2.8. Quantication of HBV subviral particles secretion by ELISA Aliquots of supernatants from GSE-treated HepG2 2.2.15 cells were analysed for the secreted HBsAg, using the Monolisa HBsAg Ultra Kit (Bio-Rad). The results were registered as ratios of signal to cutoff and were converted to percentages of HBsAg secretion form control, untreated samples.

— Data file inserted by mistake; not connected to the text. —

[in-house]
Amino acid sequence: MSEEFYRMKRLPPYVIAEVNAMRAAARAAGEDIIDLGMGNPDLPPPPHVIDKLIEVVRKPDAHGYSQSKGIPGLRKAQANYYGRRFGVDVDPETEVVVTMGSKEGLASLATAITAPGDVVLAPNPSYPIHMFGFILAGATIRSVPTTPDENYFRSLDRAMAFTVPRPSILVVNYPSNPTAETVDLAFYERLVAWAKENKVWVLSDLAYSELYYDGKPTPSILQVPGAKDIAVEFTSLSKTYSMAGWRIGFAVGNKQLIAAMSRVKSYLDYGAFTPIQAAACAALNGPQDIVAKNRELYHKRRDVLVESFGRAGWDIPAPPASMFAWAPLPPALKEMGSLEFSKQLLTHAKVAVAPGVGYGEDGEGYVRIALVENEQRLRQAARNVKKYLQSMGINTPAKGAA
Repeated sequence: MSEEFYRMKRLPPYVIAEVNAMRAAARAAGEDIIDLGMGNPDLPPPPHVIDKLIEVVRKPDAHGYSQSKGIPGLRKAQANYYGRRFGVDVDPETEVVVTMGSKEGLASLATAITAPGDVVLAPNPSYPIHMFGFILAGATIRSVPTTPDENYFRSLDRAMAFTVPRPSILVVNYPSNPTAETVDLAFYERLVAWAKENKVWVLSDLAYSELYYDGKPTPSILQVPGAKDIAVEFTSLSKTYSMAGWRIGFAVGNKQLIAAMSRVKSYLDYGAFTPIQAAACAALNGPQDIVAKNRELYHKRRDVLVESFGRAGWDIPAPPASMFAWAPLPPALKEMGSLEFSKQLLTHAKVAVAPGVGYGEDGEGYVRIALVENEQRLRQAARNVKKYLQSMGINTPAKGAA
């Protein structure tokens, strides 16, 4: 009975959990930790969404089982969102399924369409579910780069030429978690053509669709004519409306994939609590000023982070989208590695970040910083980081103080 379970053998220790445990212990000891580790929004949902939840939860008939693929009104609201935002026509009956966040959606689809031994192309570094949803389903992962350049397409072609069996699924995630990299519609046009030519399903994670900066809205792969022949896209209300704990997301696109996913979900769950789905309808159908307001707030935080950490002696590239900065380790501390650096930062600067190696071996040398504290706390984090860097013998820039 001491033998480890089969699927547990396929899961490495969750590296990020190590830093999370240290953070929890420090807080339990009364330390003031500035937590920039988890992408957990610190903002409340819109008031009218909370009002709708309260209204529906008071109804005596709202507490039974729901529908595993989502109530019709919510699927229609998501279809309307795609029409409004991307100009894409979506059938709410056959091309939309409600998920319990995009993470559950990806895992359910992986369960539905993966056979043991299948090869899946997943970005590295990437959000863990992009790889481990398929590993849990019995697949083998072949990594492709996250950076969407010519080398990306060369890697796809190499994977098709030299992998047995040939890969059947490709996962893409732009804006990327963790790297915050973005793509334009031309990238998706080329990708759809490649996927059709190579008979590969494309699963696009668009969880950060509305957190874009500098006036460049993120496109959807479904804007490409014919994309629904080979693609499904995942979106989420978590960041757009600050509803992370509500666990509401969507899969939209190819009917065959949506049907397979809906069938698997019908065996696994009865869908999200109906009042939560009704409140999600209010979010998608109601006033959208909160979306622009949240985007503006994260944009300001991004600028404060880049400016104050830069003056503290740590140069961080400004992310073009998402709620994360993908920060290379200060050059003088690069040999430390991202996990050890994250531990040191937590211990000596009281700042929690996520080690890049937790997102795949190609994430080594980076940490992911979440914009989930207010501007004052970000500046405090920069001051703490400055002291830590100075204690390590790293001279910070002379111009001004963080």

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2.9. Quantication of HBV viral DNA secretion by real-time PCR Secretion of HBV virions by GSE-treated HepG2 2.2.15 cells was monitored by purication of encapsidated viral DNAs from supernatants using phenolchloroform extraction, as previously described (Lazar et al., 2007). The DNA was quantied using the Corbett Rotor Gene 6000 real-time PCR system and the Maxima SYBR Green qPCR Master Mix (Fermentas). Primers were designed to amplify a 279-bp HBV-specic fragment: HBV3575-3854_for, 50 TCCAGGATCCTCAACAACCAGCACG-30 and HBV3575-3854_rev, 50 TGGCCCCCAATACCACATCATCC-30 . 2.10. Statistical analysis Statistical analysis was performed by using GraphPad Prism six Software. Experimental data was analysed by RM one-way ANOVA. Equal variability of differences was assumed with no correction. Fishers LSD test was used for multiple comparisons of treated samples with untreated-control samples. 3. Results The chemical composition of the GSEs assessed in the present work for their in vivo antioxidant/pro-oxidant activity, cytotoxicity and antiviral actions was characterised in a previous study (Chedea et al., 2012). The polyphenol composition of RW and WW extracts was determined by LCDADMS in ESI+ mode (Chedea et al., 2012). Gallic acid, catechin, epicatechin, procyanidine dimers, trimers, tetramers, pentamers and hexamers were identied. Procyanidin oligomers with a low degree of galloylation were extracted using hot water (Chedea et al., 2012). TP for RW was 40.11 0.90 and for WW 38.05 0.86 mg GAE/g seeds (Chedea et al., 2012). The antioxidant activity of the two extracts was assessed by the ferric reducing antioxidant power (FRAP), as well as by the DPPH radical and luminol chemiluminescence methods. The behaviour in bulk oil medium was evaluated by the Rancimat test (Chedea et al., 2012). 3.1. Effect of GSEs on yeast cell growth and H2O2-induced oxidative stress Antioxidant and pro-oxidant activities of natural (dietary) agents are important health-promoting properties, ensuring protective mechanisms or inducing important detoxifying enzymes (Azam, Hadi, Khan, & Hadi, 2004). Our previous study showed that the oxidation products of polyphenols, either as pure molecules or in GSEs, are formed within the cellular matrix and the extracellular medium; the tested GSEs, considered as an antioxidant nutritive supplement, might have pro-oxidant activity as well, depending on dose, duration of administration and other dietary components (Chedea et al., 2010). To evaluate the capacity of the two GSEs to assist yeast cells growth and protect cells compromised in their enzymatic antioxidant machinery, we used four deletion strains and their isogenic wild-type counterpart in cell growth and growth recovery assays. Cells deleted in superoxide dismutase (Dsod1), catalase A (Dcta1), glutathione synthase (Dgsh1) and double knockout in old yellow enzyme 2 and glutathione reductase 1 (Doye2glr1) were subjected to 1.25 mM H2O2 pro-oxidant insult, which induces programmed cell death (PCD) in a percentage of the population. The cell growth and the growth recovery of the surviving cells in complete minimal media supplemented with low (5 lM GAE) or high (50 lM GAE) antioxidants was monitored for a period of 1218 h. All cell growth and recovery assays were performed independently in triplicate. Statistically signicant differences in cell growth could be seen